Written by: Brett Shadbolt, CEO Censere
Something I constantly struggle with as a valuer is the effect of survivorship bias and its effects on the valuation of early stage businesses.As valuers we are tasked with trying to predict what a business might sell for on a given day. In performing this task we reference comparable market transactions and draw on inputs from equity capital markets and debt markets in order to determine the value of a business today. Except, in the case of early stage businesses we don't actually take the vast majority of outcomes into consideration. By referencing such transactions and gathering data from equity and debt markets, we are automatically omitting all those businesses which failed.
For businesses which are established and profitable and have a lengthy track record, it may be appropriate to limit our search to completed M&A transactions and equity market comparables; there is a reasonable expectation that these businesses will continue to operate and will be subject to the same future market forces as those we surveyed. But for early stage companies, is that same expectation necessarily true? According to data from the US Bureau of Labor Statistics, approximately 50% of all new startups fail within the first 5 years and only a third survive beyond 10 years. (https://www.bls.gov/bdm/us_age_naics_00_table7.txt)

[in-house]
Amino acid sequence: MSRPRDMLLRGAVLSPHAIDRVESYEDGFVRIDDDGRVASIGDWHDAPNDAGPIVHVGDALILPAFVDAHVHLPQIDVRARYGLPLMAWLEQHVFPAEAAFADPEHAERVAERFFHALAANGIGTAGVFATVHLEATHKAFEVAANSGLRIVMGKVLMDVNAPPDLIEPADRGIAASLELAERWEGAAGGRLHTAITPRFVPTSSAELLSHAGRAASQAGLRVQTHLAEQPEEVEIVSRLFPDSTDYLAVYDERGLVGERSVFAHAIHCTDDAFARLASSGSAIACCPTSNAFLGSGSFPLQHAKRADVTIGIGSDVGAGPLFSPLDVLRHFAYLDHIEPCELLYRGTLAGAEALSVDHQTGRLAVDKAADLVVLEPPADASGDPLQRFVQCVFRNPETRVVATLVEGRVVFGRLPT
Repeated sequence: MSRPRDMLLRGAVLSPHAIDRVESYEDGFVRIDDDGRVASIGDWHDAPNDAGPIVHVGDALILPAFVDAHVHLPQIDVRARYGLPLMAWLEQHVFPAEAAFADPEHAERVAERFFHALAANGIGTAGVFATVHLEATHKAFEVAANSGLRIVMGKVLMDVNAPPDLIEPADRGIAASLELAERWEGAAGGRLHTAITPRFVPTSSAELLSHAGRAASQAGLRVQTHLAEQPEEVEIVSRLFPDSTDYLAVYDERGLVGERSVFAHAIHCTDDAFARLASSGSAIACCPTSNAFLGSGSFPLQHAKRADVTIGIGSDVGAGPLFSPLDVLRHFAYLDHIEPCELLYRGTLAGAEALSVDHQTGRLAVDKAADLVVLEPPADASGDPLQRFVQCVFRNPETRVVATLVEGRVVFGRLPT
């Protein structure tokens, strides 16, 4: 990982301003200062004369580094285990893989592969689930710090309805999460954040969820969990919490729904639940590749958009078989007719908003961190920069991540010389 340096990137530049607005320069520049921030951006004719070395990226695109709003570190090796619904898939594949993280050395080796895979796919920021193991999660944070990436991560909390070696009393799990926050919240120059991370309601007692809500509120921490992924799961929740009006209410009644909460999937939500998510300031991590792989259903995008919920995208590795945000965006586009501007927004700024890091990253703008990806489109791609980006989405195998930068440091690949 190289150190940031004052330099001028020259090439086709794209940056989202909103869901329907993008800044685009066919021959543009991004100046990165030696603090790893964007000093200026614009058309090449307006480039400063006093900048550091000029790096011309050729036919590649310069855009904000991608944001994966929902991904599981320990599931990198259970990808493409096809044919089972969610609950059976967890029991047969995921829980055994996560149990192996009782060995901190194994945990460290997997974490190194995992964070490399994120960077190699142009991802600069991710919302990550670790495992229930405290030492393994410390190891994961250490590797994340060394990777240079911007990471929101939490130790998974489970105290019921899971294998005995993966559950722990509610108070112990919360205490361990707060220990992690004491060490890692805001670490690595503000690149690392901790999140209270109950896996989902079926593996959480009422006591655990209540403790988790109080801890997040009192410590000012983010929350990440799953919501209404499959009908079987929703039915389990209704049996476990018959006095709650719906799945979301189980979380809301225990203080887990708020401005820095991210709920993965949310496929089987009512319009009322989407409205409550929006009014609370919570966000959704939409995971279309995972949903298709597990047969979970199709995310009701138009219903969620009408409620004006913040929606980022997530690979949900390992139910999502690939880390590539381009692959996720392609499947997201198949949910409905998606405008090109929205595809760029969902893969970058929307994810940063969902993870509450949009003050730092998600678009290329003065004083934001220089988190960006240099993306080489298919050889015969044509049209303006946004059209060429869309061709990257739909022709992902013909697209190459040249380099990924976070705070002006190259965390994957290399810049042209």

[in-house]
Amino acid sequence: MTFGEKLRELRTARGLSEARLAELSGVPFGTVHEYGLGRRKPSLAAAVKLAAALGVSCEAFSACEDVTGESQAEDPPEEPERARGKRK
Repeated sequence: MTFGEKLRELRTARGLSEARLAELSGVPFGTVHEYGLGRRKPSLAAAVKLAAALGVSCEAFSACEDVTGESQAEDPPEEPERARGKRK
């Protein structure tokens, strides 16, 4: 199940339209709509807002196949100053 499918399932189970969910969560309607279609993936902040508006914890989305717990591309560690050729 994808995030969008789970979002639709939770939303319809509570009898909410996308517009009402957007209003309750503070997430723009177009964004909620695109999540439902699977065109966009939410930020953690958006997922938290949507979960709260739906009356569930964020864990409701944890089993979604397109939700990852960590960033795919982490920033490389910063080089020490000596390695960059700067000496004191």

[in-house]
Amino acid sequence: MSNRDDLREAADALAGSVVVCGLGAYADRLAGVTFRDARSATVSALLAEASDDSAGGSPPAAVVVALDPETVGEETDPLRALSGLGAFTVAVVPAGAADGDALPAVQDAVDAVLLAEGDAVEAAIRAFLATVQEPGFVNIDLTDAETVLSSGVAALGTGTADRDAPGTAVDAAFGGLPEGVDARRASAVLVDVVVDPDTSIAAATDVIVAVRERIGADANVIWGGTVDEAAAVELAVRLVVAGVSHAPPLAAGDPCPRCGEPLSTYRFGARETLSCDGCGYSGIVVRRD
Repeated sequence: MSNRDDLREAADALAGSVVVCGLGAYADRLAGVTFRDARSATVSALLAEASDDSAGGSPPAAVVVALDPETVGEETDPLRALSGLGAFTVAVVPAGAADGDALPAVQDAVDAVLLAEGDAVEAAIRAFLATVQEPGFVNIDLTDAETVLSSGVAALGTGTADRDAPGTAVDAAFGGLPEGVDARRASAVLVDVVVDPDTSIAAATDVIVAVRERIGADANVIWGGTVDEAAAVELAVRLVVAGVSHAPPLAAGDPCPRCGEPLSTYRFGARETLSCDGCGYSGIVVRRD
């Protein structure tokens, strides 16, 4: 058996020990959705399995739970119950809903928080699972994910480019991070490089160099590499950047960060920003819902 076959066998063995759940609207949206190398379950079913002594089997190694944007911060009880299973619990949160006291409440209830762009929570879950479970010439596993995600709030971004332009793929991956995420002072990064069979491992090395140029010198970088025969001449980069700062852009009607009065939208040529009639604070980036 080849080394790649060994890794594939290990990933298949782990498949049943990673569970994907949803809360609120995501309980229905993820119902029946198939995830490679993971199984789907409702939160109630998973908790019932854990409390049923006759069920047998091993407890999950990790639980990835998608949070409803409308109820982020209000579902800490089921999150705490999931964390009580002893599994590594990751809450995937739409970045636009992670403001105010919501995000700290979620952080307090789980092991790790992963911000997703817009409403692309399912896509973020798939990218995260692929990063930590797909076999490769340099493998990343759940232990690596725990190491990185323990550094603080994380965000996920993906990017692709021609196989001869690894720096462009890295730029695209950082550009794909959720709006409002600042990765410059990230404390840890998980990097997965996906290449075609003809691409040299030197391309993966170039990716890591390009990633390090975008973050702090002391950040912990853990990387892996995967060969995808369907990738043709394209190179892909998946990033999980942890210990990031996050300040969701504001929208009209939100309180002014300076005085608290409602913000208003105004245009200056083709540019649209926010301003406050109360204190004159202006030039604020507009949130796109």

We repeatedly hear about the high failure rate of new businesses, but in valuing such businesses I almost never see models which incorporate this fact. If we are using a traditional Discounted Cashflow model (in itself not ideally suited to early stage pre-revenue businesses) it automatically suffers from survivorship bias as key inputs to WACC are solely derived from those businesses which have survived and are currently trading on equity capital markets. We could use a higher discount rate to attempt to address this issue. We often see discount rates of 50% or higher for early stage companies - but if we have that much doubt about the future cashflows, I don't think it is appropriate to try and address them through adoption of an arbitrarily high discount rate.
A better solution may be to use a probability weighted model - even something as simple as a 2 factor model such as:
- an optimistic case based on a DCF model assuming that forecasts can be met, using a market derived WACC; and
- a pessimistic case based on a liquidation model assuming the business will fail.
Whichever approach is taken, valuations need to recognise the source of inputs and the inherent biases which may exist within these sources and seek to mitigate the impact on the final analysis.